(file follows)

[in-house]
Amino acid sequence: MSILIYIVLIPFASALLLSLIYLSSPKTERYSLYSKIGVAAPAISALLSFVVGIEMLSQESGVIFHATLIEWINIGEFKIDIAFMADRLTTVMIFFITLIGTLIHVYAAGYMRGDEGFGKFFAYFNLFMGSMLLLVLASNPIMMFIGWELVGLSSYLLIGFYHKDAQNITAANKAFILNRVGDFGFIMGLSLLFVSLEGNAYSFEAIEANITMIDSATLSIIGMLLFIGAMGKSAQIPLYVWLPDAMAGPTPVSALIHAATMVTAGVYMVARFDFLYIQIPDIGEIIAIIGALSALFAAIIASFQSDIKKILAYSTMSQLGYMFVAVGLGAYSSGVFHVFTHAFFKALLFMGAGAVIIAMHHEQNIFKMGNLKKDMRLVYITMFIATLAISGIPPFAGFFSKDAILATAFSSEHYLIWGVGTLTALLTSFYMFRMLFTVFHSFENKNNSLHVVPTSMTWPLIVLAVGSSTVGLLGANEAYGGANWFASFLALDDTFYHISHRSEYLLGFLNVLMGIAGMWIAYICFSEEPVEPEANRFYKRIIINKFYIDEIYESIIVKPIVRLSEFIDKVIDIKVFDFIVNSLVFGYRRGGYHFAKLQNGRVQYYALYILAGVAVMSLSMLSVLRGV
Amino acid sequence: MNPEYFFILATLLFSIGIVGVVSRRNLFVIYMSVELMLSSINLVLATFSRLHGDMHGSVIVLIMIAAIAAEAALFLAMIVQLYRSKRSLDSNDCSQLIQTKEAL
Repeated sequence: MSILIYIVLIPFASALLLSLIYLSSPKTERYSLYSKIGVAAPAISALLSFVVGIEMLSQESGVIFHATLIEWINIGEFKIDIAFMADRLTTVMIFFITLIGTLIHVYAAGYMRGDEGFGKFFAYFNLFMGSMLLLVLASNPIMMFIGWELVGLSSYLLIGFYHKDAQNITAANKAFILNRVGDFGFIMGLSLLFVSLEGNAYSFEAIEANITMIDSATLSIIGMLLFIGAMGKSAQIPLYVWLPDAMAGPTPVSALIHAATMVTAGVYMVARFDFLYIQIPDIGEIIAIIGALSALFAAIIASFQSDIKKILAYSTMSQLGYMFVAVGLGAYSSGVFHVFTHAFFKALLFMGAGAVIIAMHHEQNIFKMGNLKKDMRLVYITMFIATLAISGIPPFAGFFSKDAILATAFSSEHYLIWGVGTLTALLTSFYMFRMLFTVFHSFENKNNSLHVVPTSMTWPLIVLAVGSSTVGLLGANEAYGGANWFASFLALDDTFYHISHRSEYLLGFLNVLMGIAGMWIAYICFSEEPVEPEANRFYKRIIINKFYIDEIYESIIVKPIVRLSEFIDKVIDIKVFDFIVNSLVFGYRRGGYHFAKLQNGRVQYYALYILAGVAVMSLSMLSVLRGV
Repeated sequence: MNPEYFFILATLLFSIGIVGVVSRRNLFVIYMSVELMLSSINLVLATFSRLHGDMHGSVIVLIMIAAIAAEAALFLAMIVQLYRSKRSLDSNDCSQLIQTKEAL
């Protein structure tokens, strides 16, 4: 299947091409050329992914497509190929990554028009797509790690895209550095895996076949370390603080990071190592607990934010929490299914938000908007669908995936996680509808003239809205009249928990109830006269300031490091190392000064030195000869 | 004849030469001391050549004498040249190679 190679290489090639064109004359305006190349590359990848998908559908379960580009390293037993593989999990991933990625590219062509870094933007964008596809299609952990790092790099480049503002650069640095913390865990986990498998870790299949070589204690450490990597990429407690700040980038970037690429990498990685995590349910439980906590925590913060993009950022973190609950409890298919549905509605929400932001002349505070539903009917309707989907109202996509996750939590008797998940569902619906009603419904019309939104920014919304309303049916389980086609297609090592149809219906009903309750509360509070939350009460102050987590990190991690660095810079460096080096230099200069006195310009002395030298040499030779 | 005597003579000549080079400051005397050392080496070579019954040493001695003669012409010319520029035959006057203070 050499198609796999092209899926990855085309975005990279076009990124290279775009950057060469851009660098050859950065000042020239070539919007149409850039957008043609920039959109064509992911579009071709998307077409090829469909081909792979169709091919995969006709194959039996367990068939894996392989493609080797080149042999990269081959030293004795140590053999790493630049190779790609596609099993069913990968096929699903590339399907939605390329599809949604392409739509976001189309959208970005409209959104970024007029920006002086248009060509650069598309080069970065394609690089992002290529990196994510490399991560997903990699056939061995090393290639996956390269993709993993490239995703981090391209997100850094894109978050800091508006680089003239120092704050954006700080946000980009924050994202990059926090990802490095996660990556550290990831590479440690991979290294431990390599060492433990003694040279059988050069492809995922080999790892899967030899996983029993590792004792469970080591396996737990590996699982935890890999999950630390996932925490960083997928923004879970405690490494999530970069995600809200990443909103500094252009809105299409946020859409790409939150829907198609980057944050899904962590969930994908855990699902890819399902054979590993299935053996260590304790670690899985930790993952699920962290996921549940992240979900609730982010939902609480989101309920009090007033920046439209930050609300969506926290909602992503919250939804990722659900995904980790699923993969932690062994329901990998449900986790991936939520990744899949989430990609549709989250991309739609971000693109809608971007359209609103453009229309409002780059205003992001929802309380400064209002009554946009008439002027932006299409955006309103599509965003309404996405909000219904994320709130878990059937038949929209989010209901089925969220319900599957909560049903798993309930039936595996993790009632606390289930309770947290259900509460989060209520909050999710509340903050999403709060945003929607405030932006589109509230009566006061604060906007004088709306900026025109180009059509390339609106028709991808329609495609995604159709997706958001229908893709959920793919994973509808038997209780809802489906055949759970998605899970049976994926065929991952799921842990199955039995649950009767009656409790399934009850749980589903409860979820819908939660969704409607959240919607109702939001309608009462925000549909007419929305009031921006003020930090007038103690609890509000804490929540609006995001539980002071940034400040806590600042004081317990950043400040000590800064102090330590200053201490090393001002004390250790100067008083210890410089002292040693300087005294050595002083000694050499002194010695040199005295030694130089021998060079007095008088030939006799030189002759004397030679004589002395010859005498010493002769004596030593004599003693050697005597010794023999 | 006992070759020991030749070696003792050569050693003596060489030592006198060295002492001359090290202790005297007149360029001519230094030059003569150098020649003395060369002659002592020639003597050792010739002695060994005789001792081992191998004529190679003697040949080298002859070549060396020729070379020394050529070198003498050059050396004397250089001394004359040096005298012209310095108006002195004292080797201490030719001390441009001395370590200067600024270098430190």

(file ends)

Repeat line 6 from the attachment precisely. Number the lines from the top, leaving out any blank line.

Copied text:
């Protein structure tokens, strides 16, 4: 299947091409050329992914497509190929990554028009797509790690895209550095895996076949370390603080990071190592607990934010929490299914938000908007669908995936996680509808003239809205009249928990109830006269300031490091190392000064030195000869 | 004849030469001391050549004498040249190679 190679290489090639064109004359305006190349590359990848998908559908379960580009390293037993593989999990991933990625590219062509870094933007964008596809299609952990790092790099480049503002650069640095913390865990986990498998870790299949070589204690450490990597990429407690700040980038970037690429990498990685995590349910439980906590925590913060993009950022973190609950409890298919549905509605929400932001002349505070539903009917309707989907109202996509996750939590008797998940569902619906009603419904019309939104920014919304309303049916389980086609297609090592149809219906009903309750509360509070939350009460102050987590990190991690660095810079460096080096230099200069006195310009002395030298040499030779 | 005597003579000549080079400051005397050392080496070579019954040493001695003669012409010319520029035959006057203070 050499198609796999092209899926990855085309975005990279076009990124290279775009950057060469851009660098050859950065000042020239070539919007149409850039957008043609920039959109064509992911579009071709998307077409090829469909081909792979169709091919995969006709194959039996367990068939894996392989493609080797080149042999990269081959030293004795140590053999790493630049190779790609596609099993069913990968096929699903590339399907939605390329599809949604392409739509976001189309959208970005409209959104970024007029920006002086248009060509650069598309080069970065394609690089992002290529990196994510490399991560997903990699056939061995090393290639996956390269993709993993490239995703981090391209997100850094894109978050800091508006680089003239120092704050954006700080946000980009924050994202990059926090990802490095996660990556550290990831590479440690991979290294431990390599060492433990003694040279059988050069492809995922080999790892899967030899996983029993590792004792469970080591396996737990590996699982935890890999999950630390996932925490960083997928923004879970405690490494999530970069995600809200990443909103500094252009809105299409946020859409790409939150829907198609980057944050899904962590969930994908855990699902890819399902054979590993299935053996260590304790670690899985930790993952699920962290996921549940992240979900609730982010939902609480989101309920009090007033920046439209930050609300969506926290909602992503919250939804990722659900995904980790699923993969932690062994329901990998449900986790991936939520990744899949989430990609549709989250991309739609971000693109809608971007359209609103453009229309409002780059205003992001929802309380400064209002009554946009008439002027932006299409955006309103599509965003309404996405909000219904994320709130878990059937038949929209989010209901089925969220319900599957909560049903798993309930039936595996993790009632606390289930309770947290259900509460989060209520909050999710509340903050999403709060945003929607405030932006589109509230009566006061604060906007004088709306900026025109180009059509390339609106028709991808329609495609995604159709997706958001229908893709959920793919994973509808038997209780809802489906055949759970998605899970049976994926065929991952799921842990199955039995649950009767009656409790399934009850749980589903409860979820819908939660969704409607959240919607109702939001309608009462925000549909007419929305009031921006003020930090007038103690609890509000804490929540609006995001539980002071940034400040806590600042004081317990950043400040000590800064102090330590200053201490090393001002004390250790100067008083210890410089002292040693300087005294050595002083000694050499002194010695040199005295030694130089021998060079007095008088030939006799030189002759004397030679004589002395010859005498010493002769004596030593004599003693050697005597010794023999 | 006992070759020991030749070696003792050569050693003596060489030592006198060295002492001359090290202790005297007149360029001519230094030059003569150098020649003395060369002659002592020639003597050792010739002695060994005789001792081992191998004529190679003697040949080298002859070549060396020729070379020394050529070198003498050059050396004397250089001394004359040096005298012209310095108006002195004292080797201490030719001390441009001395370590200067600024270098430190």